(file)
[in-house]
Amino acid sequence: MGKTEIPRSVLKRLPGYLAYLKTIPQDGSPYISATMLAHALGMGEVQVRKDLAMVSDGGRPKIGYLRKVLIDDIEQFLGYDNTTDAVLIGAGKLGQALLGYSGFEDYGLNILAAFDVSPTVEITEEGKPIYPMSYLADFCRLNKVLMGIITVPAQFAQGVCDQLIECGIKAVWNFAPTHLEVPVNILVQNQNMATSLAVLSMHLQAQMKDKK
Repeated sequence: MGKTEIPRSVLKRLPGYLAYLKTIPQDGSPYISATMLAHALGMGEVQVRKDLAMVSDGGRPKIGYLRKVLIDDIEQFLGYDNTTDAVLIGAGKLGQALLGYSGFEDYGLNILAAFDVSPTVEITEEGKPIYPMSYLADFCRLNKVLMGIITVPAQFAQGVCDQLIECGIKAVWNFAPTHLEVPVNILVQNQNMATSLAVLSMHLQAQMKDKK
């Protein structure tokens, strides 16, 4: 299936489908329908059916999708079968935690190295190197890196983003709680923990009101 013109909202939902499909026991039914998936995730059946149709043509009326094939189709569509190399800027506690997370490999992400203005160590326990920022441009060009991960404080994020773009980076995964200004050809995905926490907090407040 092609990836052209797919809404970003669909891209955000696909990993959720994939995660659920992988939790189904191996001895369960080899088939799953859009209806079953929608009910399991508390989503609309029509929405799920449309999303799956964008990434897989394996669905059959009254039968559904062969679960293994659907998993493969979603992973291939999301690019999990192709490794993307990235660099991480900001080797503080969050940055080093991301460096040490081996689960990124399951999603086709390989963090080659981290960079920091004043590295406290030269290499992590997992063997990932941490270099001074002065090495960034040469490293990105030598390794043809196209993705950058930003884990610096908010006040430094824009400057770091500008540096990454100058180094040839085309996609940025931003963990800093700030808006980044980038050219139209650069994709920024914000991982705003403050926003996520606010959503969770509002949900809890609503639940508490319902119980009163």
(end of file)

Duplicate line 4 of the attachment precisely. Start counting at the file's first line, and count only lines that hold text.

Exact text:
């Protein structure tokens, strides 16, 4: 299936489908329908059916999708079968935690190295190197890196983003709680923990009101 013109909202939902499909026991039914998936995730059946149709043509009326094939189709569509190399800027506690997370490999992400203005160590326990920022441009060009991960404080994020773009980076995964200004050809995905926490907090407040 092609990836052209797919809404970003669909891209955000696909990993959720994939995660659920992988939790189904191996001895369960080899088939799953859009209806079953929608009910399991508390989503609309029509929405799920449309999303799956964008990434897989394996669905059959009254039968559904062969679960293994659907998993493969979603992973291939999301690019999990192709490794993307990235660099991480900001080797503080969050940055080093991301460096040490081996689960990124399951999603086709390989963090080659981290960079920091004043590295406290030269290499992590997992063997990932941490270099001074002065090495960034040469490293990105030598390794043809196209993705950058930003884990610096908010006040430094824009400057770091500008540096990454100058180094040839085309996609940025931003963990800093700030808006980044980038050219139209650069994709920024914000991982705003403050926003996520606010959503969770509002949900809890609503639940508490319902119980009163």